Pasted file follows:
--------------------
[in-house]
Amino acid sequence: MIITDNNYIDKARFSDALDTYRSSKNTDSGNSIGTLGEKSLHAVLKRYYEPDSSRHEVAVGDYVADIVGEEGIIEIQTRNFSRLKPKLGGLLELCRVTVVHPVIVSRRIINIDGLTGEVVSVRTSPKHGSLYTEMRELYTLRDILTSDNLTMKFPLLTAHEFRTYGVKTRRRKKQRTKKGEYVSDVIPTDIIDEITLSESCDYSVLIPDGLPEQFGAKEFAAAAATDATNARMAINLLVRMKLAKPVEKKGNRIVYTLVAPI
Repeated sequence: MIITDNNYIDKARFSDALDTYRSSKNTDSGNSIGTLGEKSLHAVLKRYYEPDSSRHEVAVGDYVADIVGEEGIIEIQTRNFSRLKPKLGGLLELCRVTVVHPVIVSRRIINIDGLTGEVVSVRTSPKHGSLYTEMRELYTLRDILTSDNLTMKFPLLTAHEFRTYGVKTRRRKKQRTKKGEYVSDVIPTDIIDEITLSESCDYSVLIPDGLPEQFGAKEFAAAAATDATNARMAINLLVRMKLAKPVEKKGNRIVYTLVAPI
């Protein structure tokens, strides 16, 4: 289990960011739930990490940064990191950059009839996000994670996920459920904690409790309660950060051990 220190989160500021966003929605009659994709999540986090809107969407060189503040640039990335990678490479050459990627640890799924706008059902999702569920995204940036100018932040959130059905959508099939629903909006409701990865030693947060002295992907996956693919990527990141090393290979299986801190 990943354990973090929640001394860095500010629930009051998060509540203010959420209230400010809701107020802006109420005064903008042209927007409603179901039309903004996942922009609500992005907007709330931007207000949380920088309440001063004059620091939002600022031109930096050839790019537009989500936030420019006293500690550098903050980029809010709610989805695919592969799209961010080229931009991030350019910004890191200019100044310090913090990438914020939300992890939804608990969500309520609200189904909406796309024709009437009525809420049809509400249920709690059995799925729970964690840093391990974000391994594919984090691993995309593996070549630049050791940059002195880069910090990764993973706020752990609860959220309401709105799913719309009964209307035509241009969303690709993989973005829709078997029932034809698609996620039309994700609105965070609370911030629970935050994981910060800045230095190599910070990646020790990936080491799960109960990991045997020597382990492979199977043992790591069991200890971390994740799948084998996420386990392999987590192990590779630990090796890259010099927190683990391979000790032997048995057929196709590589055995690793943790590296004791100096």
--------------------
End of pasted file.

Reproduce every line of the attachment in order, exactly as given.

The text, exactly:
[in-house]
Amino acid sequence: MIITDNNYIDKARFSDALDTYRSSKNTDSGNSIGTLGEKSLHAVLKRYYEPDSSRHEVAVGDYVADIVGEEGIIEIQTRNFSRLKPKLGGLLELCRVTVVHPVIVSRRIINIDGLTGEVVSVRTSPKHGSLYTEMRELYTLRDILTSDNLTMKFPLLTAHEFRTYGVKTRRRKKQRTKKGEYVSDVIPTDIIDEITLSESCDYSVLIPDGLPEQFGAKEFAAAAATDATNARMAINLLVRMKLAKPVEKKGNRIVYTLVAPI
Repeated sequence: MIITDNNYIDKARFSDALDTYRSSKNTDSGNSIGTLGEKSLHAVLKRYYEPDSSRHEVAVGDYVADIVGEEGIIEIQTRNFSRLKPKLGGLLELCRVTVVHPVIVSRRIINIDGLTGEVVSVRTSPKHGSLYTEMRELYTLRDILTSDNLTMKFPLLTAHEFRTYGVKTRRRKKQRTKKGEYVSDVIPTDIIDEITLSESCDYSVLIPDGLPEQFGAKEFAAAAATDATNARMAINLLVRMKLAKPVEKKGNRIVYTLVAPI
């Protein structure tokens, strides 16, 4: 289990960011739930990490940064990191950059009839996000994670996920459920904690409790309660950060051990 220190989160500021966003929605009659994709999540986090809107969407060189503040640039990335990678490479050459990627640890799924706008059902999702569920995204940036100018932040959130059905959508099939629903909006409701990865030693947060002295992907996956693919990527990141090393290979299986801190 990943354990973090929640001394860095500010629930009051998060509540203010959420209230400010809701107020802006109420005064903008042209927007409603179901039309903004996942922009609500992005907007709330931007207000949380920088309440001063004059620091939002600022031109930096050839790019537009989500936030420019006293500690550098903050980029809010709610989805695919592969799209961010080229931009991030350019910004890191200019100044310090913090990438914020939300992890939804608990969500309520609200189904909406796309024709009437009525809420049809509400249920709690059995799925729970964690840093391990974000391994594919984090691993995309593996070549630049050791940059002195880069910090990764993973706020752990609860959220309401709105799913719309009964209307035509241009969303690709993989973005829709078997029932034809698609996620039309994700609105965070609370911030629970935050994981910060800045230095190599910070990646020790990936080491799960109960990991045997020597382990492979199977043992790591069991200890971390994740799948084998996420386990392999987590192990590779630990090796890259010099927190683990391979000790032997048995057929196709590589055995690793943790590296004791100096």